Libya has been ever more on the radar of international educators in recent months. As the country works to rebuild in the wake of its 2011 civil war, it is now also showing signs of a new resolve to expand education and training opportunities for its people – and for its unemployed youth in particular.
Libya’s Deputy Minister of Education Bashir Eshteiwi announced a number of major initiatives at the Arab Education Summit in Amman, Jordan in May 2013. And as reported by World Education Services, these announcements were targeted at the Libyan education system’s hardships:
“To face its higher education challenges, Libya is developing information technology infrastructure to connect universities via a modern communications network and build virtual higher education that it hopes will rival the world’s most advanced applications.
To tackle overcrowding and poor teaching standards in the system, the government has said it will send thousands of promising students abroad to complete their studies.”
Deputy Minister Eshteiwi’s announcement of expanded scholarship programmes for Libyan students has been elaborated in the months since and the following details have now been confirmed by officials of the newly elected parliament, the General National Congress (GNC).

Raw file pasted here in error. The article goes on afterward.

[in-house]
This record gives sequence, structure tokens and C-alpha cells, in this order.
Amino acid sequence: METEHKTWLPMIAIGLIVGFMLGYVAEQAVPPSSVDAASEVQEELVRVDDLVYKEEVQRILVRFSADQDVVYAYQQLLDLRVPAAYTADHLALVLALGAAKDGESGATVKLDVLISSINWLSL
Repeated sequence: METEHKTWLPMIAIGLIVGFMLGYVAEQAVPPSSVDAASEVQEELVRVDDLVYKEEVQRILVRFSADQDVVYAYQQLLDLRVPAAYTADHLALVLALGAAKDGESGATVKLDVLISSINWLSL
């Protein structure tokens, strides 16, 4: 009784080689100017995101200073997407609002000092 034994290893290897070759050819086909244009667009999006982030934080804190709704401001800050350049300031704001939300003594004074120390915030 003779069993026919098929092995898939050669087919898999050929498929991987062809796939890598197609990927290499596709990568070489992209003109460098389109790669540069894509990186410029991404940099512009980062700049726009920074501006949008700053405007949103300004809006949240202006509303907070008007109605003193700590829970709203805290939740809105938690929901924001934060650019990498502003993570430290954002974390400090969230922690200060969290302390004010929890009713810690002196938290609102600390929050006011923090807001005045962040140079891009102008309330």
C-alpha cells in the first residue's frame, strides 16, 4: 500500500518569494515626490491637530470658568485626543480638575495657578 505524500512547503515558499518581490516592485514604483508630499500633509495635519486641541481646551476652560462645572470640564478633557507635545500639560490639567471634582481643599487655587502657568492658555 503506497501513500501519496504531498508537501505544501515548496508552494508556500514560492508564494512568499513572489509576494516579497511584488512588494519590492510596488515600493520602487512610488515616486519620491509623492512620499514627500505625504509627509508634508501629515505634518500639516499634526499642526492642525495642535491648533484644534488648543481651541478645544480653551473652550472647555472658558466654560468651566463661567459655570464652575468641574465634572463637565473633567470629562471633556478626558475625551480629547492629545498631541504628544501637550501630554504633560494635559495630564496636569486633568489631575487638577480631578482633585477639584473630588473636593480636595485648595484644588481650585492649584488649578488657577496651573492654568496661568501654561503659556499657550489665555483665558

- LYD 3.28 billion (US $2.58 billion) in new scholarship funding will be made available to support a total of 41,000 additional students in their studies abroad. This represents a considerable expansion of both funding and participation over the 12,500 Libyan scholarship students currently engaged in studies abroad under a combined LYD $1 billion (US $785 million) budget.
- The new scholarship funding will support 31,000 students in year-long, English-language training programmes abroad in preparation for further academic studies at overseas institutions.
- The expanded scholarship programme will also support 5,692 students and 2,004 faculty who already hold masters degrees for advanced studies abroad, while a further 3,616 “top students” at Libyan institutions will go overseas to complete their studies.
Skills training to tackle unemployment
In an interview with the Libya Herald, GNC member Abdulmonem Alyaser confirmed that these new education investments are targeted to help address the country’s considerable concerns over its high levels of unemployment and, by extension, its political and social stability.
“GNC member Alyaser believes that the vexing problem of unemployment – and especially youth unemployment – was one of the root causes of the Arab Spring and Libyan revolutions. But he also believes that Libya’s militia, arms proliferation and security problems are equally interlinked with unemployment.
He therefore suggests that in order to help solve these problems, including Libya’s security problems, tens of thousands need to be trained.
‘If we want to put the security train on the right track, we must find fundamental and strategic solutions to the problem of unemployment. Unemployment is a problem that Libya has been suffering from for years and a problem that was one of the main drivers of the revolution.’”